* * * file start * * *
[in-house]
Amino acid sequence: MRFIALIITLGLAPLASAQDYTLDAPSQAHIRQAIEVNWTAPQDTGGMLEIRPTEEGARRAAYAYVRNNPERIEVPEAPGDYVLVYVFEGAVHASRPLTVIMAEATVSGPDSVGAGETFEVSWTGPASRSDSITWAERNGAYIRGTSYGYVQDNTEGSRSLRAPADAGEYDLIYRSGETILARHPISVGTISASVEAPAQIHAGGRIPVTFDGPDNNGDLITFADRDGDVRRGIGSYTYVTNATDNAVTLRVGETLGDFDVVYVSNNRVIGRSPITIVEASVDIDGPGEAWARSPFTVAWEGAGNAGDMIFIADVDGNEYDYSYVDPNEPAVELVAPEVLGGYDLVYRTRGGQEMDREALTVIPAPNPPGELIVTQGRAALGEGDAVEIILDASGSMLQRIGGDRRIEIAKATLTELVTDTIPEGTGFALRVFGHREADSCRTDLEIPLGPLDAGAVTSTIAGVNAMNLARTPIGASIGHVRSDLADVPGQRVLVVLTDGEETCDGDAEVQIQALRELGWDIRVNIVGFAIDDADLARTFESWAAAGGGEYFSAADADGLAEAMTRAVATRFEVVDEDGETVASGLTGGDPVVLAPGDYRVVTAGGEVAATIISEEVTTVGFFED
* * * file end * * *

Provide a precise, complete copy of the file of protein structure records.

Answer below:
[in-house]
Amino acid sequence: MRFIALIITLGLAPLASAQDYTLDAPSQAHIRQAIEVNWTAPQDTGGMLEIRPTEEGARRAAYAYVRNNPERIEVPEAPGDYVLVYVFEGAVHASRPLTVIMAEATVSGPDSVGAGETFEVSWTGPASRSDSITWAERNGAYIRGTSYGYVQDNTEGSRSLRAPADAGEYDLIYRSGETILARHPISVGTISASVEAPAQIHAGGRIPVTFDGPDNNGDLITFADRDGDVRRGIGSYTYVTNATDNAVTLRVGETLGDFDVVYVSNNRVIGRSPITIVEASVDIDGPGEAWARSPFTVAWEGAGNAGDMIFIADVDGNEYDYSYVDPNEPAVELVAPEVLGGYDLVYRTRGGQEMDREALTVIPAPNPPGELIVTQGRAALGEGDAVEIILDASGSMLQRIGGDRRIEIAKATLTELVTDTIPEGTGFALRVFGHREADSCRTDLEIPLGPLDAGAVTSTIAGVNAMNLARTPIGASIGHVRSDLADVPGQRVLVVLTDGEETCDGDAEVQIQALRELGWDIRVNIVGFAIDDADLARTFESWAAAGGGEYFSAADADGLAEAMTRAVATRFEVVDEDGETVASGLTGGDPVVLAPGDYRVVTAGGEVAATIISEEVTTVGFFED